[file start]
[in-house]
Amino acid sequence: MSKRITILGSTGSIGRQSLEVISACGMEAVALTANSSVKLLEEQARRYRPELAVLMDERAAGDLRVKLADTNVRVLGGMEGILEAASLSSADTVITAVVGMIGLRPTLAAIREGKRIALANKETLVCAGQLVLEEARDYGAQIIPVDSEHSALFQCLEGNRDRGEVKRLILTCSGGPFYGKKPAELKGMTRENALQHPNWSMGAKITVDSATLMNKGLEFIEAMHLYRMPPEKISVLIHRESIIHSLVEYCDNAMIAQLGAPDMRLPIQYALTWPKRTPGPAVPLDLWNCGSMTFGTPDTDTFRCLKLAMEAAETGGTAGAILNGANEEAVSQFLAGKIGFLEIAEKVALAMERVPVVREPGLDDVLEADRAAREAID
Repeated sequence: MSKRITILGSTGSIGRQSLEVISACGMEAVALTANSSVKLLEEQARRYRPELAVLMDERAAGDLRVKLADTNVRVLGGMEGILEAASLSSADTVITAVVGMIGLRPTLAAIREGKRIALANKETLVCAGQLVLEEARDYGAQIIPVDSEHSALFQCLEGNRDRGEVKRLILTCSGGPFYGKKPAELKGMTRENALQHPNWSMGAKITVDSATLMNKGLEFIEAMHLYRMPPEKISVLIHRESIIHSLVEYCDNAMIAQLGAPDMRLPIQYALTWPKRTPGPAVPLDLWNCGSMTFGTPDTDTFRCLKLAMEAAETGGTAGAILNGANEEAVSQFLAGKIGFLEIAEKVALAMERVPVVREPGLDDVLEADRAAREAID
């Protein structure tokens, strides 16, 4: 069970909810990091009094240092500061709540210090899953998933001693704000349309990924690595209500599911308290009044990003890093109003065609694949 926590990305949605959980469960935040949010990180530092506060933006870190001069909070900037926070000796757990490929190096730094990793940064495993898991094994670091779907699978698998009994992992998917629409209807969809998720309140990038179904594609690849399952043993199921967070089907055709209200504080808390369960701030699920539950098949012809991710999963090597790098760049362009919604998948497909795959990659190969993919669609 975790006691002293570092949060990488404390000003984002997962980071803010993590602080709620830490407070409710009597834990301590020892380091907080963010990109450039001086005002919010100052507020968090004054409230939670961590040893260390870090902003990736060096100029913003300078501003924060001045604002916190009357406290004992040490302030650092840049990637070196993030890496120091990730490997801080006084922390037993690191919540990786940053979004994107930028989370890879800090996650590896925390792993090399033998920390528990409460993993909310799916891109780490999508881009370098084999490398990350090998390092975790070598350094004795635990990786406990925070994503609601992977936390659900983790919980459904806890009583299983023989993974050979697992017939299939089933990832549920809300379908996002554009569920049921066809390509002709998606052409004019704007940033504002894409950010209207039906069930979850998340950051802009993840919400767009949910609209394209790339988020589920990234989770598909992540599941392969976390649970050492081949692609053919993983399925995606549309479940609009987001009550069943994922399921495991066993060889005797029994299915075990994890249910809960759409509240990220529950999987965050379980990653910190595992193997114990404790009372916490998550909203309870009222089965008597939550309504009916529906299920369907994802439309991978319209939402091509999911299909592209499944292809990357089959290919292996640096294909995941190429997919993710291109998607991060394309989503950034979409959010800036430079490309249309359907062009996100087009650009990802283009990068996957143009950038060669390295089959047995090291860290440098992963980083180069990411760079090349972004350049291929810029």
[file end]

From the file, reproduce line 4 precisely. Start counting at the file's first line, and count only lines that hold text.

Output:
């Protein structure tokens, strides 16, 4: 069970909810990091009094240092500061709540210090899953998933001693704000349309990924690595209500599911308290009044990003890093109003065609694949 926590990305949605959980469960935040949010990180530092506060933006870190001069909070900037926070000796757990490929190096730094990793940064495993898991094994670091779907699978698998009994992992998917629409209807969809998720309140990038179904594609690849399952043993199921967070089907055709209200504080808390369960701030699920539950098949012809991710999963090597790098760049362009919604998948497909795959990659190969993919669609 975790006691002293570092949060990488404390000003984002997962980071803010993590602080709620830490407070409710009597834990301590020892380091907080963010990109450039001086005002919010100052507020968090004054409230939670961590040893260390870090902003990736060096100029913003300078501003924060001045604002916190009357406290004992040490302030650092840049990637070196993030890496120091990730490997801080006084922390037993690191919540990786940053979004994107930028989370890879800090996650590896925390792993090399033998920390528990409460993993909310799916891109780490999508881009370098084999490398990350090998390092975790070598350094004795635990990786406990925070994503609601992977936390659900983790919980459904806890009583299983023989993974050979697992017939299939089933990832549920809300379908996002554009569920049921066809390509002709998606052409004019704007940033504002894409950010209207039906069930979850998340950051802009993840919400767009949910609209394209790339988020589920990234989770598909992540599941392969976390649970050492081949692609053919993983399925995606549309479940609009987001009550069943994922399921495991066993060889005797029994299915075990994890249910809960759409509240990220529950999987965050379980990653910190595992193997114990404790009372916490998550909203309870009222089965008597939550309504009916529906299920369907994802439309991978319209939402091509999911299909592209499944292809990357089959290919292996640096294909995941190429997919993710291109998607991060394309989503950034979409959010800036430079490309249309359907062009996100087009650009990802283009990068996957143009950038060669390295089959047995090291860290440098992963980083180069990411760079090349972004350049291929810029």